The tough choice
Having recently had the pleasure of testing the big Range Rover Vogue, I am severely pleased that I don’t possess the bank balance to afford such a car. Yet. With the 2010 Range Rover Sport Supercharged taking up most of my driveway, I’m glad I don’t have to choose between the two.
Or, Heaven forbid, have to factor in the BMW X5 M, Jeep Grand Cherokee SRT-8 and Mercedes-Benz ML63 AMG as well. It would be agonisingly difficult. They all have dozens of high-tech toys, seven-star interiors and impatiently spluttering vee-eights under their glossy bonnets.
As a motoring journalist I feel compelled to tell you that the Range Rover Super-duper-speed is no different than any of its aforementioned competitors. It is a flashy, expensive, ridiculously fast monster of a car that has a severe drinking problem and poisons fifteen pine trees a minute.
The reason for its incredible thirst and violent emissions is its Jaguar-derived 5-litre supercharged petrol V8 which assaults you with 375kW (510hp) or a back-breaking 625Nm. On top of that, it has a sinister burble at idle, a throaty roar and/or chilling supercharger whine, depending on the inclination of your right foot.
This stupendous power is permanently transferred to all four wheels via a six-speed automatic gearbox with paddle shifters and Land-Rover’s terrain response system. It’s supposed to use an average of 14.9L/100km but a quick drive to the shops will yield 44.2L/100km. My overall average was 25L/100km. Ish.
Silly me, I have immediately started yakking about the engine and performance again. My apologies, the force-fed Sport demands no less. Its limited top-speed of 225km/h and our GPS 0-100km/h time of 6.1 seconds isn’t quite as fast as its rivals, but still highly amusing. And illegal. And addictive.
It instantly rumbles, roars and/or whines its way from any speed and any gear towards “I’m sorry, officer!” and, much like its peers, waves its multi-active electro-hydraulic 1000-times-a-second middle finger in the face of physics when it comes to handling and braking. It’s un-believable.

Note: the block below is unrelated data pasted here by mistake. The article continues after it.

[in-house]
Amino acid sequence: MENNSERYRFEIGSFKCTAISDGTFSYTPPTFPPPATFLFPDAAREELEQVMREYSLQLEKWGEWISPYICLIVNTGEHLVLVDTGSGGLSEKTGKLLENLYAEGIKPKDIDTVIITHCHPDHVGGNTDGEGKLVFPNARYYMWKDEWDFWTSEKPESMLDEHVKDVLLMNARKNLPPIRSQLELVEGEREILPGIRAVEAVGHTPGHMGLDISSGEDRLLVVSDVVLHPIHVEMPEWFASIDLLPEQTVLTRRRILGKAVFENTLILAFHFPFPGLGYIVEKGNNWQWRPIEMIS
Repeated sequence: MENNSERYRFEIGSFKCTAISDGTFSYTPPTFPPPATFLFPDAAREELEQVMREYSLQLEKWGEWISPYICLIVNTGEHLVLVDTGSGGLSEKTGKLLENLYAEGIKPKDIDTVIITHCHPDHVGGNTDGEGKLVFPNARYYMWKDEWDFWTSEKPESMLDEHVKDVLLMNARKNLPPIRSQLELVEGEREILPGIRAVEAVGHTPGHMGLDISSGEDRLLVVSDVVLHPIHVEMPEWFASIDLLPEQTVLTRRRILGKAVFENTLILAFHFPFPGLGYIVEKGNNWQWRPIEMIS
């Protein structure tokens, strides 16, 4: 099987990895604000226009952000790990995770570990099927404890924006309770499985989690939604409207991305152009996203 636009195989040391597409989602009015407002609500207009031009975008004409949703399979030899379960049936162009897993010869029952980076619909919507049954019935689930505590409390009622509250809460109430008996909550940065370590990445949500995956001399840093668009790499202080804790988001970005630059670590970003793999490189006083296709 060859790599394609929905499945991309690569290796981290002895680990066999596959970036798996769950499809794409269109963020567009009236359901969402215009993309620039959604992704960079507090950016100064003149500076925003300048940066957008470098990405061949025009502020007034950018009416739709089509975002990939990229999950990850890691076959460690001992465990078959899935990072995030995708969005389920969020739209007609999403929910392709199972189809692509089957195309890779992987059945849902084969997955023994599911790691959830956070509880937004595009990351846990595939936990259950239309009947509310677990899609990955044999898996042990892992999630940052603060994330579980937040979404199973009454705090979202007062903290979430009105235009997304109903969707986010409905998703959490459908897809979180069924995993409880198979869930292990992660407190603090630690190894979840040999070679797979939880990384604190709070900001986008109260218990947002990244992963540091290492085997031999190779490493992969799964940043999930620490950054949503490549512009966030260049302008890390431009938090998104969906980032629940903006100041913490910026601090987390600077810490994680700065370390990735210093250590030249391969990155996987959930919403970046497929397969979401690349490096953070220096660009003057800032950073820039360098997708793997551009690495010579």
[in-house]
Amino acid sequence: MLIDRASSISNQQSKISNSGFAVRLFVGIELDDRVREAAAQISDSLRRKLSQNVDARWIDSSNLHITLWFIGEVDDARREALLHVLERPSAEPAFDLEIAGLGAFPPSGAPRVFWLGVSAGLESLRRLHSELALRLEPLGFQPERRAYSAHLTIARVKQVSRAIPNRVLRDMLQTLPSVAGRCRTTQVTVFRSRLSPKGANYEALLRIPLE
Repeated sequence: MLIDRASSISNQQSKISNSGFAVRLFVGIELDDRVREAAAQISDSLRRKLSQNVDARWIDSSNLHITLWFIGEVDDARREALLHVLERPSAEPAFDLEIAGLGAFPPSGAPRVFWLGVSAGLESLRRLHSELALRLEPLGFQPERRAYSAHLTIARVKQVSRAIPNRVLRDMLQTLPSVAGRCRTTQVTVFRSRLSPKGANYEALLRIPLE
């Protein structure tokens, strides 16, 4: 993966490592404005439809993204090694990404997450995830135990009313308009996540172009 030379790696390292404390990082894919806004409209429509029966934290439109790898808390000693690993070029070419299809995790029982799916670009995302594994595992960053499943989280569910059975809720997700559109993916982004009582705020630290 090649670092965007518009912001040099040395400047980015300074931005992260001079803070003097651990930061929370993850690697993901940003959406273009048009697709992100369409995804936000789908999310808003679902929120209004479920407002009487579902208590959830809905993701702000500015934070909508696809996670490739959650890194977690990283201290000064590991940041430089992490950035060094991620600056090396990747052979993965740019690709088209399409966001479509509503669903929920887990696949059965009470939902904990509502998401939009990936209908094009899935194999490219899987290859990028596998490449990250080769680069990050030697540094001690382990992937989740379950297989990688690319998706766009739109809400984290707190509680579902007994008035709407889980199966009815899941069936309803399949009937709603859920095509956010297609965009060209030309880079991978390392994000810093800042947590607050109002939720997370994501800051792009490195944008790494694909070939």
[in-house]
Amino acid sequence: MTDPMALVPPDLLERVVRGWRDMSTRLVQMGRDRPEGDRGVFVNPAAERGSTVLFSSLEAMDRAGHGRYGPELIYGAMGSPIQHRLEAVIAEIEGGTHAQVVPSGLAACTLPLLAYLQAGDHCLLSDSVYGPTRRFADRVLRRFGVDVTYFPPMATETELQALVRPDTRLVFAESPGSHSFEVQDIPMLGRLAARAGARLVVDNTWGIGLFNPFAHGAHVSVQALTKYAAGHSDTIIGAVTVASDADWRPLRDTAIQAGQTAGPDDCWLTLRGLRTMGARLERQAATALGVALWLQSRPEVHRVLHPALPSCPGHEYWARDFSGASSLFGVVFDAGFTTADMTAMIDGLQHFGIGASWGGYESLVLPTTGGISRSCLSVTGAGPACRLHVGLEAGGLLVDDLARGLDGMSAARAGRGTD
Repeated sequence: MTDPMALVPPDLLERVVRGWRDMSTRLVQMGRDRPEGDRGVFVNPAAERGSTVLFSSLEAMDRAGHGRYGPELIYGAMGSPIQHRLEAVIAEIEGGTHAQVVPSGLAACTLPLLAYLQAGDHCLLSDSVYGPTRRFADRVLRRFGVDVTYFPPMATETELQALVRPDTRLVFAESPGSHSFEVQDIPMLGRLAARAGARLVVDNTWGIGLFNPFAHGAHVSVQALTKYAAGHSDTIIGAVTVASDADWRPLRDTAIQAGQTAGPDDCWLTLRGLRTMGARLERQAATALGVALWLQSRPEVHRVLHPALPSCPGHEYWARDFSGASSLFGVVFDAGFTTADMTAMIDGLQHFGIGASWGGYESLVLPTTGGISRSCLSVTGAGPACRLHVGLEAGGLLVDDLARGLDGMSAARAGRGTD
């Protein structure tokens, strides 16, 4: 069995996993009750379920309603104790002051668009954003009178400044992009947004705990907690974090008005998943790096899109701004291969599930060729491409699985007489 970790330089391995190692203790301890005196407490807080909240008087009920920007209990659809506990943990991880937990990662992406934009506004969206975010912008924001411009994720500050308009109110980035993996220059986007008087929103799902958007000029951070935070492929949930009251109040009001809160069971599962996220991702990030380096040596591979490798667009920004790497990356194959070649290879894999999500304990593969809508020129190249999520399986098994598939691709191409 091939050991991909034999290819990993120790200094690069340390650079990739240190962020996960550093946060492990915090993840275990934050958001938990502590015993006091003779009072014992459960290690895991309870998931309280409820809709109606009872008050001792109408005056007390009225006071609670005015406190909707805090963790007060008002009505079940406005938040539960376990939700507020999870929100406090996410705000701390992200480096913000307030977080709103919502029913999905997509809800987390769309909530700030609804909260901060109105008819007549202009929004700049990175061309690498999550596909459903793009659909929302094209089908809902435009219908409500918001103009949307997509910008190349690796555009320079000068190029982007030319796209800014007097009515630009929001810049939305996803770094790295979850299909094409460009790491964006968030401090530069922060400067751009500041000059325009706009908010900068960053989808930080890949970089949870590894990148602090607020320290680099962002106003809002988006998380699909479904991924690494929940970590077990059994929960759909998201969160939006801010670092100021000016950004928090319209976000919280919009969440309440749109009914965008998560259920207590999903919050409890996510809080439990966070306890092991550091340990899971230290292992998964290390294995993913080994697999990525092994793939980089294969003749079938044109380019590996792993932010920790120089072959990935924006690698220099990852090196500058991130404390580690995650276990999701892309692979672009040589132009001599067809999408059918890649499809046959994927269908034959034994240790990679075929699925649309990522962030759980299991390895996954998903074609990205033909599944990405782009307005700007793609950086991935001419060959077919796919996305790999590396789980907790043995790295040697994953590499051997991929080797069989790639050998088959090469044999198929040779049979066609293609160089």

That typed, the Sport is harder sprung than the big Rangie and offers a sixth Terrain Response setting for dynamic handling. It can still raise or lower itself, crawl in Low Range or with Hill Descent Control and mastered a few steep and muddy forest tracks with stuck-up ease.
Don’t be deceived though, the Range Rover Sport is actually a Discovery in drag, preserving the original Range Rover’s relative exclusivity. Although smaller, its exterior shape does lean severely on big brother, with a few portions of menace and speed.
The luxurious interior slots right into the (rather similar) Range Rover and Discovery picture, with only minor differences to big brother Rangie. There’s less space but happily there are fewer buttons, too. The more slanted and uncluttered centre console makes for a cleaner environment, as do the more traditional dials.
The steering wheel isn’t heated but offers plenty of buttons for music, radar cruise, voice and telephone. Everything is electrically adjustable, digitally displayed or computer controlled and, as with other luxury Landy models, available in a mouth-watering array of contrasting colours.
Rear seat passengers enjoy their own DVD screens and door-mounted control panels as part of the Range Rover infotainment package. The main unit’s twin-view touch-screen monitor in the dashboard takes some getting used to but will be your best buddy in a traffic jam.
5 cameras with zoom feature, ipod/AUX, CD/DVD/mp3, navigation, bluetooth telephone, radio, 4×4 settings, harmon kardon LOGIC 7 and all that jazz will keep you entertained for hours, I guarantee it. The only sacrifices made from a big body Range Rover appear to be the TV tuner and a portable torch slash camera.
You still get active Xenon headlights, remote central locking, climate and adaptive cruise control, parking aids and cameras, eight airbags, electric park brake, trailer stability assistant, clever suspension, but will have to make do without the split tailgate; although this one can pop its window or the entire gate.
It’s not a particularly bitter pill to swallow, nor is the harder and slightly swifter ride. In fact, while the big Range Rover felt like… um… a big Range Rover, the Sportercharged Rangie feels less bulky and cumbersome to drive, despite both having similarly excellent suspension setups with intelligent countermeasures for the natural ungainliness of their 2.5 ton-plus hosts.
And that must be the reason why everyone pockets the huge saving over a Range Rover and goes for the Sporty instead. It’s smaller and more nimble, less spacious but more practical, less posh but more bling.
A Range Rover Sport Supercharged will cost you N$961 000 and will include a 3-year 100 000km warranty and 5-year 100 000km Land-Rover Care Plan. You will also receive, free of charge, my undivided envy.
Date/Time: 26/07/2010 09h34
Climate: Sunny, no wind
Road: Dry tarmac, level
Occupants: Driver, no passengers
Fuel level: 1/4
Mileage: 14 000km approx.